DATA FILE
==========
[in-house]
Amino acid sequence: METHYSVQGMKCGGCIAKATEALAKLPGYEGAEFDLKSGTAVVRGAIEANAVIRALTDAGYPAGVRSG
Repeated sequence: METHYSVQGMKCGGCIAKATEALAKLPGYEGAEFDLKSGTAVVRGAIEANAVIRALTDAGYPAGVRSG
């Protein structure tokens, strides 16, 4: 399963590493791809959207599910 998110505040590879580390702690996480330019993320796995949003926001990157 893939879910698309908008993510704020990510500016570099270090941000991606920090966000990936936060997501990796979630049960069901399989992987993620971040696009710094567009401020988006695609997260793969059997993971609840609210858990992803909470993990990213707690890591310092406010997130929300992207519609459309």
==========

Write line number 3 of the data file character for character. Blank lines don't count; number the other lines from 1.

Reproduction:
Repeated sequence: METHYSVQGMKCGGCIAKATEALAKLPGYEGAEFDLKSGTAVVRGAIEANAVIRALTDAGYPAGVRSG